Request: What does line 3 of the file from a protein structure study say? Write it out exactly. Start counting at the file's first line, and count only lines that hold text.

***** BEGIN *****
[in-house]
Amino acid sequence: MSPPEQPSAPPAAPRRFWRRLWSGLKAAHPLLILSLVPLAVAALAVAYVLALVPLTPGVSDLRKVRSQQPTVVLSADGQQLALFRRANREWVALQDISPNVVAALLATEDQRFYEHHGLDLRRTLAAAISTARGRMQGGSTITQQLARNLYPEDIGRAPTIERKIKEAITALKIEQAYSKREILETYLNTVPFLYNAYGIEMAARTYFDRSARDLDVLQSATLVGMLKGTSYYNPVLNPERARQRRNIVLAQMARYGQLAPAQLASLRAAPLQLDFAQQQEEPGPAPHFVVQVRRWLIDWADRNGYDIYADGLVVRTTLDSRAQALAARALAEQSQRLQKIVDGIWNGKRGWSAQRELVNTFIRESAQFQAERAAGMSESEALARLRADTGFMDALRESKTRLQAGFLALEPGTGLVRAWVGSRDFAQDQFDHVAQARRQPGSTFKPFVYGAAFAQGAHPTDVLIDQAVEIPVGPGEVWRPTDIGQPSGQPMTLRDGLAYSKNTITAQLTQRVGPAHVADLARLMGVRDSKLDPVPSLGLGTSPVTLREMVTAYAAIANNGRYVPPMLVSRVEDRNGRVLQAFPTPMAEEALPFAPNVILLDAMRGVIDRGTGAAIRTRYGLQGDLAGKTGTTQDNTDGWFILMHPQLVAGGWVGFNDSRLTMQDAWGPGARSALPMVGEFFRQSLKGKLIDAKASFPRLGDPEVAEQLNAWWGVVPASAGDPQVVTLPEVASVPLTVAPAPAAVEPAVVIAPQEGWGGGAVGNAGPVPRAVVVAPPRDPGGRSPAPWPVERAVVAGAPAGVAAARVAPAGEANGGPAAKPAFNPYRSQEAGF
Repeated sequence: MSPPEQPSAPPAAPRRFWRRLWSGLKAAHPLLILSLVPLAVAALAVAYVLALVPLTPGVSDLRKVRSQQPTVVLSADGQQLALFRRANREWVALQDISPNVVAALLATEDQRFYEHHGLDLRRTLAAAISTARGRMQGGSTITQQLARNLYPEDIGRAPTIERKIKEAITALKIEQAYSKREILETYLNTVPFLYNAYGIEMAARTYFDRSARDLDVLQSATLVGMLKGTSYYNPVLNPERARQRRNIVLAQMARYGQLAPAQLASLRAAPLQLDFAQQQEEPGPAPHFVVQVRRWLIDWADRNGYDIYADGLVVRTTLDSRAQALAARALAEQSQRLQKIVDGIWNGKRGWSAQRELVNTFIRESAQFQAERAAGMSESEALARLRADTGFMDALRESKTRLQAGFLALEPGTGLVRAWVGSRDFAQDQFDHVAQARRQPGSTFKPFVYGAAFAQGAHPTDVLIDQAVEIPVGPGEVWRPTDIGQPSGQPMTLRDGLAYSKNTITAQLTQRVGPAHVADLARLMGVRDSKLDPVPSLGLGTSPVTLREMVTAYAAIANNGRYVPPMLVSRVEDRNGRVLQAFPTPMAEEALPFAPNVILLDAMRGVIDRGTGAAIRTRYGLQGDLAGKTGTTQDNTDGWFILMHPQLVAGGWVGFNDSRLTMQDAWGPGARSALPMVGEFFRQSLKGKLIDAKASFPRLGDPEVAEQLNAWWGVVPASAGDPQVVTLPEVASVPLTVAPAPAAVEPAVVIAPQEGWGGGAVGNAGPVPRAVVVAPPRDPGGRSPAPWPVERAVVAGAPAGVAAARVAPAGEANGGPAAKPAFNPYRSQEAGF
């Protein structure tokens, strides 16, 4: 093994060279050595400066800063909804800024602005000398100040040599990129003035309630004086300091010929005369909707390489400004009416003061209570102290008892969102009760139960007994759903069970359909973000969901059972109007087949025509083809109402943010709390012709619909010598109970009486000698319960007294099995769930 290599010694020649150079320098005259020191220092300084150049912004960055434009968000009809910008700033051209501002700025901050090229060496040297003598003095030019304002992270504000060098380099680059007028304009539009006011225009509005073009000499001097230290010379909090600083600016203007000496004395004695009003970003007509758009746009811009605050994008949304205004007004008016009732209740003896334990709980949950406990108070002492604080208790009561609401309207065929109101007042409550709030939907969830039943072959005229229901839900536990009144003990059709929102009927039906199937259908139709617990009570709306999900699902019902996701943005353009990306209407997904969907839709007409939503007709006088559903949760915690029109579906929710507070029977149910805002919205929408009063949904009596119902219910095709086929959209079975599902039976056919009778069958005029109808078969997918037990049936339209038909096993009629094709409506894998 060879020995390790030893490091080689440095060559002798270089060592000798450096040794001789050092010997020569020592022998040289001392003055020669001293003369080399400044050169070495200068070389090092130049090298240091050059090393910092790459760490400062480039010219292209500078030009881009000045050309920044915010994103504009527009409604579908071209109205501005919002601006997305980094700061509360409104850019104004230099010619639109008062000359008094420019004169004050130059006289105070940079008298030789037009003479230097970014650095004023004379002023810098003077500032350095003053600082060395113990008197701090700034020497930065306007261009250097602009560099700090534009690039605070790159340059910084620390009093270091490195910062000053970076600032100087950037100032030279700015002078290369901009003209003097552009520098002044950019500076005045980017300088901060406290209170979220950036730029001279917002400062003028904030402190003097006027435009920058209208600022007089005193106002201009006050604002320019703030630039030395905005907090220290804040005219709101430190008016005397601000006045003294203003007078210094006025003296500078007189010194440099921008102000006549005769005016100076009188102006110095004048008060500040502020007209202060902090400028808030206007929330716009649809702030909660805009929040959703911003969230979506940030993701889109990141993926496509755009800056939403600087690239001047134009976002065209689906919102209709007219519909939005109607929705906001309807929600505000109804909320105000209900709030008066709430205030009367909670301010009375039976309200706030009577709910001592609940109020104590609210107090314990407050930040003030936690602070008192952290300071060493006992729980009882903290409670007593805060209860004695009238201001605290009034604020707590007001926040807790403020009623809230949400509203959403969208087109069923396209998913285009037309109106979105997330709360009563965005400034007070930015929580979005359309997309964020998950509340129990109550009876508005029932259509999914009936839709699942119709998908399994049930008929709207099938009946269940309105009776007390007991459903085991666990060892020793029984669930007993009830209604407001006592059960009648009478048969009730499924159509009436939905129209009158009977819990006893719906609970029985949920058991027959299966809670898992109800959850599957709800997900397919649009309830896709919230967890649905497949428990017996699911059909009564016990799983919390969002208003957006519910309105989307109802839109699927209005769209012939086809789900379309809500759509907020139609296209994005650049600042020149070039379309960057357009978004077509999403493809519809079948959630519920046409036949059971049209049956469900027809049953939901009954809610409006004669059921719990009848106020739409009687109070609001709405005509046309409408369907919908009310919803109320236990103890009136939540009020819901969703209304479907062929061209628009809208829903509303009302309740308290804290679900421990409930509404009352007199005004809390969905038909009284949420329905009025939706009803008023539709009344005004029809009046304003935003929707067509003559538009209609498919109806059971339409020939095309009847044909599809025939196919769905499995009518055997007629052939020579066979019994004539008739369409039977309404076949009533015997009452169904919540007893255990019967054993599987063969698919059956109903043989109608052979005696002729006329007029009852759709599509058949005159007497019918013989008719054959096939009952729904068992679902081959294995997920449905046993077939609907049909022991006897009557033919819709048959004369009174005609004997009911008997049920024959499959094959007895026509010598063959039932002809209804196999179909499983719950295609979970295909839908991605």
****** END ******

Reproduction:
Repeated sequence: MSPPEQPSAPPAAPRRFWRRLWSGLKAAHPLLILSLVPLAVAALAVAYVLALVPLTPGVSDLRKVRSQQPTVVLSADGQQLALFRRANREWVALQDISPNVVAALLATEDQRFYEHHGLDLRRTLAAAISTARGRMQGGSTITQQLARNLYPEDIGRAPTIERKIKEAITALKIEQAYSKREILETYLNTVPFLYNAYGIEMAARTYFDRSARDLDVLQSATLVGMLKGTSYYNPVLNPERARQRRNIVLAQMARYGQLAPAQLASLRAAPLQLDFAQQQEEPGPAPHFVVQVRRWLIDWADRNGYDIYADGLVVRTTLDSRAQALAARALAEQSQRLQKIVDGIWNGKRGWSAQRELVNTFIRESAQFQAERAAGMSESEALARLRADTGFMDALRESKTRLQAGFLALEPGTGLVRAWVGSRDFAQDQFDHVAQARRQPGSTFKPFVYGAAFAQGAHPTDVLIDQAVEIPVGPGEVWRPTDIGQPSGQPMTLRDGLAYSKNTITAQLTQRVGPAHVADLARLMGVRDSKLDPVPSLGLGTSPVTLREMVTAYAAIANNGRYVPPMLVSRVEDRNGRVLQAFPTPMAEEALPFAPNVILLDAMRGVIDRGTGAAIRTRYGLQGDLAGKTGTTQDNTDGWFILMHPQLVAGGWVGFNDSRLTMQDAWGPGARSALPMVGEFFRQSLKGKLIDAKASFPRLGDPEVAEQLNAWWGVVPASAGDPQVVTLPEVASVPLTVAPAPAAVEPAVVIAPQEGWGGGAVGNAGPVPRAVVVAPPRDPGGRSPAPWPVERAVVAGAPAGVAAARVAPAGEANGGPAAKPAFNPYRSQEAGF